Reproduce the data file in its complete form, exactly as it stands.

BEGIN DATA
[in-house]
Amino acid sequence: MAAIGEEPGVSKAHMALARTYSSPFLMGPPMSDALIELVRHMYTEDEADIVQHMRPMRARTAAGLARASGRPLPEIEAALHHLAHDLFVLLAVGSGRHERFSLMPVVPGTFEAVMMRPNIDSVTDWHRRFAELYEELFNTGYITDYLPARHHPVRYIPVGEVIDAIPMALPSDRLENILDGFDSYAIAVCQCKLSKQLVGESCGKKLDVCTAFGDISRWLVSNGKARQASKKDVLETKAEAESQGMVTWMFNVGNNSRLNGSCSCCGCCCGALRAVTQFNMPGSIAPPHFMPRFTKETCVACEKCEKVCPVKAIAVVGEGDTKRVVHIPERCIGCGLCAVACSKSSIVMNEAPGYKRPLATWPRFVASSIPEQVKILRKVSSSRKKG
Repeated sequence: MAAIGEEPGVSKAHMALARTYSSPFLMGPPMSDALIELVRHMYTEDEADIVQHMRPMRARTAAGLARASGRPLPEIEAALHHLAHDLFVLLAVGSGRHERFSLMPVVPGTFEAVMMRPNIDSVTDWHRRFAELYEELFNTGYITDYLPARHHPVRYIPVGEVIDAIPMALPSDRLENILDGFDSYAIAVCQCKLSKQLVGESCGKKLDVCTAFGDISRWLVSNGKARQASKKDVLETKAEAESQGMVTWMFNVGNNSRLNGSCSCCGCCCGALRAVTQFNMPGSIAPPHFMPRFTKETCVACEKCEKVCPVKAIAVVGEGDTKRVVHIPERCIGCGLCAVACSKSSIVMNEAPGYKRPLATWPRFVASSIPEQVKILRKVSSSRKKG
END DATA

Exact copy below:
[in-house]
Amino acid sequence: MAAIGEEPGVSKAHMALARTYSSPFLMGPPMSDALIELVRHMYTEDEADIVQHMRPMRARTAAGLARASGRPLPEIEAALHHLAHDLFVLLAVGSGRHERFSLMPVVPGTFEAVMMRPNIDSVTDWHRRFAELYEELFNTGYITDYLPARHHPVRYIPVGEVIDAIPMALPSDRLENILDGFDSYAIAVCQCKLSKQLVGESCGKKLDVCTAFGDISRWLVSNGKARQASKKDVLETKAEAESQGMVTWMFNVGNNSRLNGSCSCCGCCCGALRAVTQFNMPGSIAPPHFMPRFTKETCVACEKCEKVCPVKAIAVVGEGDTKRVVHIPERCIGCGLCAVACSKSSIVMNEAPGYKRPLATWPRFVASSIPEQVKILRKVSSSRKKG
Repeated sequence: MAAIGEEPGVSKAHMALARTYSSPFLMGPPMSDALIELVRHMYTEDEADIVQHMRPMRARTAAGLARASGRPLPEIEAALHHLAHDLFVLLAVGSGRHERFSLMPVVPGTFEAVMMRPNIDSVTDWHRRFAELYEELFNTGYITDYLPARHHPVRYIPVGEVIDAIPMALPSDRLENILDGFDSYAIAVCQCKLSKQLVGESCGKKLDVCTAFGDISRWLVSNGKARQASKKDVLETKAEAESQGMVTWMFNVGNNSRLNGSCSCCGCCCGALRAVTQFNMPGSIAPPHFMPRFTKETCVACEKCEKVCPVKAIAVVGEGDTKRVVHIPERCIGCGLCAVACSKSSIVMNEAPGYKRPLATWPRFVASSIPEQVKILRKVSSSRKKG